Democratizing Luxury and the Contentious 'Invention of the Technological Chicken' in Britain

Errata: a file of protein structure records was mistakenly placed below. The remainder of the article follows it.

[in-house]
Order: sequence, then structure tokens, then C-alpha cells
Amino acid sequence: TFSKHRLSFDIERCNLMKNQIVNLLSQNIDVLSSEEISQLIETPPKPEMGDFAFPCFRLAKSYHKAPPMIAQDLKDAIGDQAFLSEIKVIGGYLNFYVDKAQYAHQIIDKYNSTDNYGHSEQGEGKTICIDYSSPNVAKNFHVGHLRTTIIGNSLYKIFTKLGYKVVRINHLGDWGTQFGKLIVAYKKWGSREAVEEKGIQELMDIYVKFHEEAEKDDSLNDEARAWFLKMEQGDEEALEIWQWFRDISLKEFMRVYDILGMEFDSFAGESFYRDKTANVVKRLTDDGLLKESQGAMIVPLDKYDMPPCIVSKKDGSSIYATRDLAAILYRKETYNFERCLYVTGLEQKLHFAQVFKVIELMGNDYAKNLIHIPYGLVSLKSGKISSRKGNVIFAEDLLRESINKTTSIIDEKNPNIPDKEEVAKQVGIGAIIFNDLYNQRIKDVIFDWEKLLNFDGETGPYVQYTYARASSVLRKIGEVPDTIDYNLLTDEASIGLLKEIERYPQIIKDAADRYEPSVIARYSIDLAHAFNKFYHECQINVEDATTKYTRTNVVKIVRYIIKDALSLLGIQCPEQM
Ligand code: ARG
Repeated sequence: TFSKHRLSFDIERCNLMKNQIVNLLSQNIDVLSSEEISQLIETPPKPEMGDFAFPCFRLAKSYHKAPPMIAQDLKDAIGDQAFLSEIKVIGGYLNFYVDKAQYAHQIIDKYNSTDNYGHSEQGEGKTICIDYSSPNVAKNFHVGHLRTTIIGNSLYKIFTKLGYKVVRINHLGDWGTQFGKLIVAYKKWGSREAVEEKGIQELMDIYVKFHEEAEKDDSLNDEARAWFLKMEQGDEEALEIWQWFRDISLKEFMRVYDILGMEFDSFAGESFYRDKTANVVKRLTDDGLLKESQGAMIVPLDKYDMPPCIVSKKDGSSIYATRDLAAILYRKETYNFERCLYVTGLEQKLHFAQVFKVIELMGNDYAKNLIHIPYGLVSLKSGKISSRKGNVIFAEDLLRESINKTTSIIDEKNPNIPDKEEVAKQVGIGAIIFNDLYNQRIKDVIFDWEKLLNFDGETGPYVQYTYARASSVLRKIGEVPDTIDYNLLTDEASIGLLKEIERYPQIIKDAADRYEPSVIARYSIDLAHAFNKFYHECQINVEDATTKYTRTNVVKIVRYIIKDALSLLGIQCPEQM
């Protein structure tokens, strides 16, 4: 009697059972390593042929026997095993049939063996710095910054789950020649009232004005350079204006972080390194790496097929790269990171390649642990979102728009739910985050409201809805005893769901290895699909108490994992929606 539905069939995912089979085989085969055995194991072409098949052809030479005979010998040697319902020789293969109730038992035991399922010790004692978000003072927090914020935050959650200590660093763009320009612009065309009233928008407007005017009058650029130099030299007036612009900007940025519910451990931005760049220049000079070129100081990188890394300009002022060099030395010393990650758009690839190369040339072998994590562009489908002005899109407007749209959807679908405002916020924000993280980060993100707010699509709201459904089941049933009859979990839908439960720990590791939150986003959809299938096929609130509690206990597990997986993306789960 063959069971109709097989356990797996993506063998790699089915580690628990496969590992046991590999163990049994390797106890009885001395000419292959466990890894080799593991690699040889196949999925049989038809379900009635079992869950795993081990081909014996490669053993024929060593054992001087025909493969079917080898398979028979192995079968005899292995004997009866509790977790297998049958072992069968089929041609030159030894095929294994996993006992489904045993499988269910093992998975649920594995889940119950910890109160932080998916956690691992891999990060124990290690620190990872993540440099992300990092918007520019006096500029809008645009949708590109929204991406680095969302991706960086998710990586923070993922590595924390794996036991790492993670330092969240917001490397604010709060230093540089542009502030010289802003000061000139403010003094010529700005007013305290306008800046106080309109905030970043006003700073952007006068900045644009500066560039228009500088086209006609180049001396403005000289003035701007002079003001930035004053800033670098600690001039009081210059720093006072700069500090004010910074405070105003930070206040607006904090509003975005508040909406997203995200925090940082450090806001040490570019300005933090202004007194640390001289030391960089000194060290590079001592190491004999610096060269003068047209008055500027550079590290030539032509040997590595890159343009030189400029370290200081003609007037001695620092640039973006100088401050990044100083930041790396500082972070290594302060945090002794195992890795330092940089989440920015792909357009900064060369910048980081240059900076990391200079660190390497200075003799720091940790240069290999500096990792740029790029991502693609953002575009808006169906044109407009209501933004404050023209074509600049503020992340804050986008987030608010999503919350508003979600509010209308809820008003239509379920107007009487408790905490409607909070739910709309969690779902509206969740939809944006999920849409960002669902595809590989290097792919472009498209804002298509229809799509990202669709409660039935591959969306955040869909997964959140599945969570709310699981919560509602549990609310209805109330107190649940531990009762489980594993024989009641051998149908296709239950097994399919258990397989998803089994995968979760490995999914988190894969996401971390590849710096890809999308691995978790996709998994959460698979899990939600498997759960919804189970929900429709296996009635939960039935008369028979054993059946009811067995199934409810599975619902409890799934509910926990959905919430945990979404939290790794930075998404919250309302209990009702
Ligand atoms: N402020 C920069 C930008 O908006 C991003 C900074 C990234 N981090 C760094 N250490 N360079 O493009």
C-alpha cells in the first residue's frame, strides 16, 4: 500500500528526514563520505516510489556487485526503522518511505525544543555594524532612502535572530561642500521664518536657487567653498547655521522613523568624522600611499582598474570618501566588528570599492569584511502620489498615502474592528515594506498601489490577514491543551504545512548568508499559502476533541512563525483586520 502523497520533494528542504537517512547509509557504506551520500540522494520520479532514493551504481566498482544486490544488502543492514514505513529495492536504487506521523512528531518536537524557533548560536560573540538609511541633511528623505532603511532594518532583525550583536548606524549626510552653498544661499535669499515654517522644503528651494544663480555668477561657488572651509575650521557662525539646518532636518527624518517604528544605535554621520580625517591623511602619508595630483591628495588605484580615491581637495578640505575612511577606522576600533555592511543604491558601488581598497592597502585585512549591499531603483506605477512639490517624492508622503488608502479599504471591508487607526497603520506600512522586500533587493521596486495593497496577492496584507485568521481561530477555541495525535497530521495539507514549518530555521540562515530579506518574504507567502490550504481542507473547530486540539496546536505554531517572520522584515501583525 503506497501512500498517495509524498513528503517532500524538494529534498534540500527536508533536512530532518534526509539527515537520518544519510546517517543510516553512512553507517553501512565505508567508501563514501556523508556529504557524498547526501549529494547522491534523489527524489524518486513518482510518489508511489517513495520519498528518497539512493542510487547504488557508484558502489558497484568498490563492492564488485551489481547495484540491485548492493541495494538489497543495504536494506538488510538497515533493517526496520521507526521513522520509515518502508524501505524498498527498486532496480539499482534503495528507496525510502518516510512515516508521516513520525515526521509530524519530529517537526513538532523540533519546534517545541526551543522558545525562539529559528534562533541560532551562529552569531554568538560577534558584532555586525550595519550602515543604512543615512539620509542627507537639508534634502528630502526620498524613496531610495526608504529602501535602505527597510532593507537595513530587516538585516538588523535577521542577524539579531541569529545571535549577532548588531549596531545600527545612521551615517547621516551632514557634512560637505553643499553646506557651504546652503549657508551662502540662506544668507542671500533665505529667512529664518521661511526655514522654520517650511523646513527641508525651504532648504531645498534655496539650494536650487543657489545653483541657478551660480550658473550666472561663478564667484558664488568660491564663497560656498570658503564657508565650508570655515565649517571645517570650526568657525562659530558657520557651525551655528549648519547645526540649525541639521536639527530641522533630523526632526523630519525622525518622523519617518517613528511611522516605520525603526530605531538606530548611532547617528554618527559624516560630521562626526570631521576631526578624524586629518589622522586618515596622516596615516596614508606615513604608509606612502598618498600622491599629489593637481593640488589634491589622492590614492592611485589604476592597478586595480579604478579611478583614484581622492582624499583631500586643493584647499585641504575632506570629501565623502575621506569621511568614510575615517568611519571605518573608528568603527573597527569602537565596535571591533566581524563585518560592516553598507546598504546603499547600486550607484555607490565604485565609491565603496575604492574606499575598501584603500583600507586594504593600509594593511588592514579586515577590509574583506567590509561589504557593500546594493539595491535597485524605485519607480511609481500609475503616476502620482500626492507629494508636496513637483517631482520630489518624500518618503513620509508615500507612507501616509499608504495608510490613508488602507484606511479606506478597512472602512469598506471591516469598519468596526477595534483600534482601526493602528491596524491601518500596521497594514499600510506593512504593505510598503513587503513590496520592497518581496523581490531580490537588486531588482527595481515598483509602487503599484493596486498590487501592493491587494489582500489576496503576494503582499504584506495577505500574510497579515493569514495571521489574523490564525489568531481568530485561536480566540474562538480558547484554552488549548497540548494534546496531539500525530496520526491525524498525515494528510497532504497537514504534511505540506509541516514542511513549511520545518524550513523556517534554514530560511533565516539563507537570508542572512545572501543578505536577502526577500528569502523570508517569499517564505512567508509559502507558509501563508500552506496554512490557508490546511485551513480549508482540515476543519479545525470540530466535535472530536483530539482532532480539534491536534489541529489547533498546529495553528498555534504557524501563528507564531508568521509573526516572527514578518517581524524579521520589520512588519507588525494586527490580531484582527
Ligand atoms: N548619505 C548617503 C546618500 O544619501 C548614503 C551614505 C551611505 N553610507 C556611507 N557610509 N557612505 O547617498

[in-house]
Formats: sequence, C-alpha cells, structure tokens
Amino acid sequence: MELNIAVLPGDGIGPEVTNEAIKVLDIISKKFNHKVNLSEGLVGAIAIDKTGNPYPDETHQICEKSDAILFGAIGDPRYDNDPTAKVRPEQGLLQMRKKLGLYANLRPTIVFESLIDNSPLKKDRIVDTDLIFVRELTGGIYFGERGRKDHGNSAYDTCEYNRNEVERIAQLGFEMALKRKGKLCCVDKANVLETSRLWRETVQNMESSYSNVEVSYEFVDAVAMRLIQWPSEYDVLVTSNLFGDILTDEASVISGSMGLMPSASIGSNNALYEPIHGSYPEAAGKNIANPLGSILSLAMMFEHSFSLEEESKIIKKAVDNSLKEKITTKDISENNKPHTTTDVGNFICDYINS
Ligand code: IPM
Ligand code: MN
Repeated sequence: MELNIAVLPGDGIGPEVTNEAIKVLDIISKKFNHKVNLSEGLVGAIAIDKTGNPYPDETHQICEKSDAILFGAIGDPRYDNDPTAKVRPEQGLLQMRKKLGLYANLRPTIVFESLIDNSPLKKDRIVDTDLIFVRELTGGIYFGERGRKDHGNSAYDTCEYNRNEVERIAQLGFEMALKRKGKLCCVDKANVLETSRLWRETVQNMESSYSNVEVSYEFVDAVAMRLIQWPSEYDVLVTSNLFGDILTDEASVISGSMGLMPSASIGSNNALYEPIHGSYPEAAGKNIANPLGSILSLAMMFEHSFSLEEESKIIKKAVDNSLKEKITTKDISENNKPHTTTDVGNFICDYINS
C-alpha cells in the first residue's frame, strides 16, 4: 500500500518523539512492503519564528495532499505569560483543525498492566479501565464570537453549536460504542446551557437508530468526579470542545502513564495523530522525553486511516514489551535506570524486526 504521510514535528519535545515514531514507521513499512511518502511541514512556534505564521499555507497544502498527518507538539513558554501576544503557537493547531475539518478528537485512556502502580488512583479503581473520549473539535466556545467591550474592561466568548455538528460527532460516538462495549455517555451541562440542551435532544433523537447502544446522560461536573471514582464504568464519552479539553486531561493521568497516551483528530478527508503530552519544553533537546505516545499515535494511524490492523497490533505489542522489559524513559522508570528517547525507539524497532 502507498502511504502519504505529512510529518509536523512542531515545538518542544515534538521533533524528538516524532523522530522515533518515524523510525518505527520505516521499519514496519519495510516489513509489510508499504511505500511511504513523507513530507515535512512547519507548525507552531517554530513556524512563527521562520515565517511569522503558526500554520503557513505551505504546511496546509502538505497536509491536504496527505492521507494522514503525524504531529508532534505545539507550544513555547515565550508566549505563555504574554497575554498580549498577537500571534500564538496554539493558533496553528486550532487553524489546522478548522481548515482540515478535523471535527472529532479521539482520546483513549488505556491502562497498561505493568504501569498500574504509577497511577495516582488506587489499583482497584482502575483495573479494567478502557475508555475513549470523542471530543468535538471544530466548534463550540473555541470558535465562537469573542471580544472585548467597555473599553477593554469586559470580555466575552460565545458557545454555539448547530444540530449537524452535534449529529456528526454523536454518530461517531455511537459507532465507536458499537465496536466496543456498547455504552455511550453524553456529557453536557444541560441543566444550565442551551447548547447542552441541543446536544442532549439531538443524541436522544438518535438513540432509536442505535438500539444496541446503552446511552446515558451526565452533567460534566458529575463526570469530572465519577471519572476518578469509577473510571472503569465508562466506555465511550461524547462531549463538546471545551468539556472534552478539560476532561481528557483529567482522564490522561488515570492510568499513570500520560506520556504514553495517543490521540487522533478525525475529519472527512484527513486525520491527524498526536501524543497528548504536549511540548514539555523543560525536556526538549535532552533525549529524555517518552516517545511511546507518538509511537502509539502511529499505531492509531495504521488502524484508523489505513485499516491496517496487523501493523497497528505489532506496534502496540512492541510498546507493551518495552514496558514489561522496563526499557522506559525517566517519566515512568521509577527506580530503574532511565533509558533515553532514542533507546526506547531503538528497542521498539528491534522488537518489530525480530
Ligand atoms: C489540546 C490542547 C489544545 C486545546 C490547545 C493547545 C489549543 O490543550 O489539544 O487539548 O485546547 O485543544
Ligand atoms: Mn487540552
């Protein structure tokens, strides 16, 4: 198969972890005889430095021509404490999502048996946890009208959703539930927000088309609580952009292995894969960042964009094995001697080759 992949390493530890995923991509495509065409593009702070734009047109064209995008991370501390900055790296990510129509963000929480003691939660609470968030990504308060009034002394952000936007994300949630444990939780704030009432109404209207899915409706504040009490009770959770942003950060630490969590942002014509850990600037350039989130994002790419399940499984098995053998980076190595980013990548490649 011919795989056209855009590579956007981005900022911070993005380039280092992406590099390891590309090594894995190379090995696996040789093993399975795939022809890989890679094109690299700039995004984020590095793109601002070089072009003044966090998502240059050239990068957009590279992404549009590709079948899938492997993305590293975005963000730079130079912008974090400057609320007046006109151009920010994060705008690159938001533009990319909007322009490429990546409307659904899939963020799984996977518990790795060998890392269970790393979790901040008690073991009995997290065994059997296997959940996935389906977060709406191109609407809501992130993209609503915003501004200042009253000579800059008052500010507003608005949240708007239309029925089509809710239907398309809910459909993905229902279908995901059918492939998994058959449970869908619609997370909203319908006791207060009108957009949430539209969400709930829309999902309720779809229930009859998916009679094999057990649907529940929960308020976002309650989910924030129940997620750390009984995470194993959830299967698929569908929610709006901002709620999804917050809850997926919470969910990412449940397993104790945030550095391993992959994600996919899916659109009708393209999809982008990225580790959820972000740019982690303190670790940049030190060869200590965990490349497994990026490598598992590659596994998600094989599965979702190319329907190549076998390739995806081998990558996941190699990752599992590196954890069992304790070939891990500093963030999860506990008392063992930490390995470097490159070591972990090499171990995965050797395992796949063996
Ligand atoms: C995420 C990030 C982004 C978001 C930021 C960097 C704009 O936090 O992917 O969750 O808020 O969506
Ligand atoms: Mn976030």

In 1950 poultry was a rare luxury in Britain, only one per cent of the total meat consumption. But over the next thirty years chicken consumption grew at the remarkable (compound) rate of 10 per cent per annum, while the overall consumption of meat remained stagnant from the 1950s to the 1980s. By then poultry had become the single most important source of meat, with a quarter of the total share of the market, replacing former favourites like beef, mutton and bacon in the British diet. This transformation was made possible by the emergence of intensive rearing in poultry farming. This was a dramatic change in production, dependent on technological innovations across several otherwise unrelated sectors: in pharmaceuticals and feedstuffs production, in refrigeration, slaughtering and packaging. The widespread distribution of cheap chicken led to its mass adoption throughout the country. But such a transformation in meat eating habits was not without its controversies. Contemporary concerns emerged from the late 1950s over the possible long term dangers to human health from the technological transformation inherent in intensive rearing regimes. The paper emphasises that it was the leading retailers, in particular J. Sainsbury, who acted as a key intermediary in this contested market, reconciling consumer uncertainty by attaching their own reputation to product quality, and then furthermore by intervening in the quality standards employed in its supply chain.
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